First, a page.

Two decades of business partnership pays dividends for local biodiversity

Marwell Wildlife and technology company QinetiQ achieved a major milestone this month as our partnership to restore Eelmoor Marsh Site of Special Scientific Interest celebrated 20 years of grazing management with impressive outcomes for local biodiversity. It has also been 40 years since the site conservation group began the biological recording that resulted in the site first receiving protected status.

Przewalski’s horses were released in 1995 followed a year later by a herd of Highland cattle, helping to restore important ecological processes. Mechanical methods have also been employed to remove invasive trees, stimulate the seed bank, modify hydrology to retain water and diversify neglected habitats.

The rich complex of wet, dry and humid heath, mire, species rich grassland and woodland communities now supports over 400 species of conservation concern. The site is a haven for rare fungi, insectivorous plants, orchids and other notable flora, insects, reptiles, amphibians and specialist heathland birds. Having responded favourably to management, over a third of Britain’s dragonfly and damselfly species, and nearly half of Britain’s butterfly species can be found at Eelmoor Marsh.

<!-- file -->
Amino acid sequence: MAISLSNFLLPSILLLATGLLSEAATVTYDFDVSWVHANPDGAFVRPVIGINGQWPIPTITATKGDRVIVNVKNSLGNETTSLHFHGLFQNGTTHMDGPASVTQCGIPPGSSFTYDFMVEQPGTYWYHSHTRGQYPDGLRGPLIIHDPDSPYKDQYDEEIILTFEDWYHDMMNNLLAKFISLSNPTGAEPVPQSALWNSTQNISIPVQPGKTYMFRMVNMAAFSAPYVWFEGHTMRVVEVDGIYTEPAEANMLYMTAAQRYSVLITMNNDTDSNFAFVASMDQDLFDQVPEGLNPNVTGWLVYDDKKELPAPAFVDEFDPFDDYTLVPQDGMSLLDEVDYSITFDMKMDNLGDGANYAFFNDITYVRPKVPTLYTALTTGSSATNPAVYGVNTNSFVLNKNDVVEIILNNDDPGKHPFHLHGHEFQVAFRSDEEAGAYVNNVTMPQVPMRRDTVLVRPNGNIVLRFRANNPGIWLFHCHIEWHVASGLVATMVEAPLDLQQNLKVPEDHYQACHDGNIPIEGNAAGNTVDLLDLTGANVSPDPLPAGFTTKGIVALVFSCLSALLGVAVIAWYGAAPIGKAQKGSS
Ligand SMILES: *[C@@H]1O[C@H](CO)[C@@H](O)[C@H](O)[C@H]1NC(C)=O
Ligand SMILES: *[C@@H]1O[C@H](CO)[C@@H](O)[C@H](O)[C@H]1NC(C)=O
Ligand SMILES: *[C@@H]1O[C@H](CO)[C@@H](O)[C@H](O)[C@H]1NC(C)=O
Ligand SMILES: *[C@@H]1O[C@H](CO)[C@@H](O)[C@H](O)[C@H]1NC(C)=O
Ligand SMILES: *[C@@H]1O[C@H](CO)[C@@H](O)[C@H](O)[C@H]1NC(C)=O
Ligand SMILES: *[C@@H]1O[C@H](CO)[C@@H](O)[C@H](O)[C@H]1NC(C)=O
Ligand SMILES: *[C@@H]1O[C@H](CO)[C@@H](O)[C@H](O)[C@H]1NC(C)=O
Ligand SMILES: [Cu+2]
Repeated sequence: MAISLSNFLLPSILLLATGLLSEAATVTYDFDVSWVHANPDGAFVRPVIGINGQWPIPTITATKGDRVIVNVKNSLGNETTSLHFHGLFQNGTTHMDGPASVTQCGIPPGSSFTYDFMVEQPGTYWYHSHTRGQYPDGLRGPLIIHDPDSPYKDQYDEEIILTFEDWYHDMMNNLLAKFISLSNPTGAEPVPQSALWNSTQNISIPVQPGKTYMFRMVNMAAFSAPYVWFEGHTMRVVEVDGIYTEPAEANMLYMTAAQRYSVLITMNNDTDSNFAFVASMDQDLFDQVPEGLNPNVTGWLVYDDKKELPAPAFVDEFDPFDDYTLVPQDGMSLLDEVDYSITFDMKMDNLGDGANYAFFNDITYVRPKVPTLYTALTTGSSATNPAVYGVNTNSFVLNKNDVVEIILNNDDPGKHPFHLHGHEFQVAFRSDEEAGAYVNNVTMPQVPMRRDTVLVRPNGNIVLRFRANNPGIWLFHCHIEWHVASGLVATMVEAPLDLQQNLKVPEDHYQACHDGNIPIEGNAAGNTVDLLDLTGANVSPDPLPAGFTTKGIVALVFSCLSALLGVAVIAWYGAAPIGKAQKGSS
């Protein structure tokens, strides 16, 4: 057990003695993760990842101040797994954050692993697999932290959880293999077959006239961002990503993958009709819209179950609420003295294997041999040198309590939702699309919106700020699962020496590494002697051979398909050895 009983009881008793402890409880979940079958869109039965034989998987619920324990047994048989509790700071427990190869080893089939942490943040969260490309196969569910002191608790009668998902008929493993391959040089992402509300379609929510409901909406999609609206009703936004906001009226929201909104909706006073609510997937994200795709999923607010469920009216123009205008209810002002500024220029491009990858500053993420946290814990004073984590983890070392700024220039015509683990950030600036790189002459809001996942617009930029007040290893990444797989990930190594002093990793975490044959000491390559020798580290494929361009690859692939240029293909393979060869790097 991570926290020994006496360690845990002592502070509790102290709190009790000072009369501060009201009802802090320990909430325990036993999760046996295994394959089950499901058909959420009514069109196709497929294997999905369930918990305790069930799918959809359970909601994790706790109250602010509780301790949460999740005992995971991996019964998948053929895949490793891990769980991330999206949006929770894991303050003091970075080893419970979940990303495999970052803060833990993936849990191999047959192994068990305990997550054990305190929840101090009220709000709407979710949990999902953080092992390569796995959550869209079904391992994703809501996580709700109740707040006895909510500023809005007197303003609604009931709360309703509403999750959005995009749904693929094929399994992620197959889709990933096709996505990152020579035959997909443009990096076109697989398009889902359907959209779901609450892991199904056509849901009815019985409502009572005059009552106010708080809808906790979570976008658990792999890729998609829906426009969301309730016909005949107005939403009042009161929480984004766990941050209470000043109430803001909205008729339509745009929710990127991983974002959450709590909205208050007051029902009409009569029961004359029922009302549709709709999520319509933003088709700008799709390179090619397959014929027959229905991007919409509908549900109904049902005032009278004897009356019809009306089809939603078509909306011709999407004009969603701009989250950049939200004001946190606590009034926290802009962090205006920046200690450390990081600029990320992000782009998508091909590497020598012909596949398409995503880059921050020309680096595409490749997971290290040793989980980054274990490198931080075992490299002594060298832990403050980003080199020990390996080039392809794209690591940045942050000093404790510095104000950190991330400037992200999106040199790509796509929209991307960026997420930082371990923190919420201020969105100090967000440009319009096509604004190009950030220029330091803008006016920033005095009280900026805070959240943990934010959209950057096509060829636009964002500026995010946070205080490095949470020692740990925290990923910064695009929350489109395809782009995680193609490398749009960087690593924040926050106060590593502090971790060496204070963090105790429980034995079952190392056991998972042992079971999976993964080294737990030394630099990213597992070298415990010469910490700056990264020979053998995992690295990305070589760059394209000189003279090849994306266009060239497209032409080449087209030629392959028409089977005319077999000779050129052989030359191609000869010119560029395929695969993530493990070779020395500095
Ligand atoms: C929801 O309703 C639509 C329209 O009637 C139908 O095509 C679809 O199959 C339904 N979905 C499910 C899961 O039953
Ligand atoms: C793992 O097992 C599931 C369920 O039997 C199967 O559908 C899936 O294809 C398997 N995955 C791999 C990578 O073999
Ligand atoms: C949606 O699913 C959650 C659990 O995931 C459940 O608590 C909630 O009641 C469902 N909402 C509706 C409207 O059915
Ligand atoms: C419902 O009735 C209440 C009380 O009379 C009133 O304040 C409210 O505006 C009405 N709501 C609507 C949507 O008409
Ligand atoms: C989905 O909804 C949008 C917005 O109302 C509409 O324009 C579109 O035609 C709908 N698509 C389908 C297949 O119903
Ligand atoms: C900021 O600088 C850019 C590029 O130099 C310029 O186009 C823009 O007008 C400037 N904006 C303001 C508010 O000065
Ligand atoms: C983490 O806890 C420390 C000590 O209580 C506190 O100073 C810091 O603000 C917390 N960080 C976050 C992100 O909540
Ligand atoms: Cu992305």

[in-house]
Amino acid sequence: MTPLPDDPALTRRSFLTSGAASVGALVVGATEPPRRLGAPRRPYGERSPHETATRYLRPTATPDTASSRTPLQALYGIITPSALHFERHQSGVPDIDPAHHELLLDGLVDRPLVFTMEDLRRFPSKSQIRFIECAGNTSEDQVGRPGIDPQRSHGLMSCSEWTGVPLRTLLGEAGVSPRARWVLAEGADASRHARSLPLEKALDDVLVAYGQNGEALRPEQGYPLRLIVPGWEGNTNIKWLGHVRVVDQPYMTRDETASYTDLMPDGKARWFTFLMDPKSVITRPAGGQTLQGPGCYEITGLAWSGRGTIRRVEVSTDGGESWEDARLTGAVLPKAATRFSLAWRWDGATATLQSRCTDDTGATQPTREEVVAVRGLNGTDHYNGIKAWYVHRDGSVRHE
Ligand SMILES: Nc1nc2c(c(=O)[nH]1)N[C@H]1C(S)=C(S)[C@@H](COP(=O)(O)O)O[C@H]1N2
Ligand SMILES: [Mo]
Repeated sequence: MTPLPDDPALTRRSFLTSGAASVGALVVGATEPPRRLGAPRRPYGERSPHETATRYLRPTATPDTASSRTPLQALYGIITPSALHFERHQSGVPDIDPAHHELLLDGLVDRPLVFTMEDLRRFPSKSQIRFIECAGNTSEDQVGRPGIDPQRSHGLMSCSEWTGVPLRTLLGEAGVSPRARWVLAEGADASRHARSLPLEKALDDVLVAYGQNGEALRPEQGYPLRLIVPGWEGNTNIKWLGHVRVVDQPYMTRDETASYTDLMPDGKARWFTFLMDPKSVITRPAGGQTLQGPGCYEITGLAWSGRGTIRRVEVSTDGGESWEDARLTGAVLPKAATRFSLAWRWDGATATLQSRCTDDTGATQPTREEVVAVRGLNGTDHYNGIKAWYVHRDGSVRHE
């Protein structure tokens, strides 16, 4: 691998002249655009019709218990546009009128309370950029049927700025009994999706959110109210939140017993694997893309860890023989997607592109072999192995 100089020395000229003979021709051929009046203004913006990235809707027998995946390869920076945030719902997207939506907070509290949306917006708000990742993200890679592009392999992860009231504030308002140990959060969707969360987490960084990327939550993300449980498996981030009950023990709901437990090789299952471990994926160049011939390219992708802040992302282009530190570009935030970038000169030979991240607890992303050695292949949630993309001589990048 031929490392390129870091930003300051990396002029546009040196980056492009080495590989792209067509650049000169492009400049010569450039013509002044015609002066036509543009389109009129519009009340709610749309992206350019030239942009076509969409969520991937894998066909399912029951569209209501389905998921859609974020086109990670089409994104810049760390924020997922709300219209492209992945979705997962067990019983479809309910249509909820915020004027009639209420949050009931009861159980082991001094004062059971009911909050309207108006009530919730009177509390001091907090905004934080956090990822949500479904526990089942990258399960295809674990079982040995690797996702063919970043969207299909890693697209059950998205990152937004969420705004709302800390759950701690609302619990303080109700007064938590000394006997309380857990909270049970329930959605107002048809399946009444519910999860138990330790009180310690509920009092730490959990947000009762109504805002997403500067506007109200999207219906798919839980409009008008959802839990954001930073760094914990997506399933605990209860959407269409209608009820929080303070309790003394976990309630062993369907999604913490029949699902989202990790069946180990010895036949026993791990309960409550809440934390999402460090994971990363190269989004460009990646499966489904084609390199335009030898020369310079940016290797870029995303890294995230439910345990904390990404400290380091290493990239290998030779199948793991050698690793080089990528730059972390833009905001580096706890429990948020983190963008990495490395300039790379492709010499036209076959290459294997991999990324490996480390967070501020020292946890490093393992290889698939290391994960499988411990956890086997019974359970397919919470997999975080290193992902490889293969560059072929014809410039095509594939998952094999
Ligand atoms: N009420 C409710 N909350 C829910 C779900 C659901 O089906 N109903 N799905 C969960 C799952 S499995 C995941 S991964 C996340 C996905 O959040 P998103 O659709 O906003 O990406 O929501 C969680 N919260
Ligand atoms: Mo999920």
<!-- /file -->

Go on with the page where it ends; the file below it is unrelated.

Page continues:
Floral recovery has been remarkable with a significant increase in species richness. Rarities such as the pale heath violet Viola lactea increased dramatically following introduction of grazing management, while others such as yellow bartsia Parentucellia viscosa reappeared having previously been lost to the site and have thrived ever since.

Dr Sam Healy, Group Director for Corporate Responsibility at QinetiQ, said: “Our long-term partnership with Marwell Wildlife has been invaluable. It is with a great sense of pride that QinetiQ is able to contribute towards the conservation of important habitats and species of flora and fauna. Supporting this type of programme is at the heart of our approach to environmental stewardship.” 

Download our Eelmoor Marsh Project pdf. (1.6 MB)

Photo credits Horse image (c) Paul Drane & Early marsh orchid

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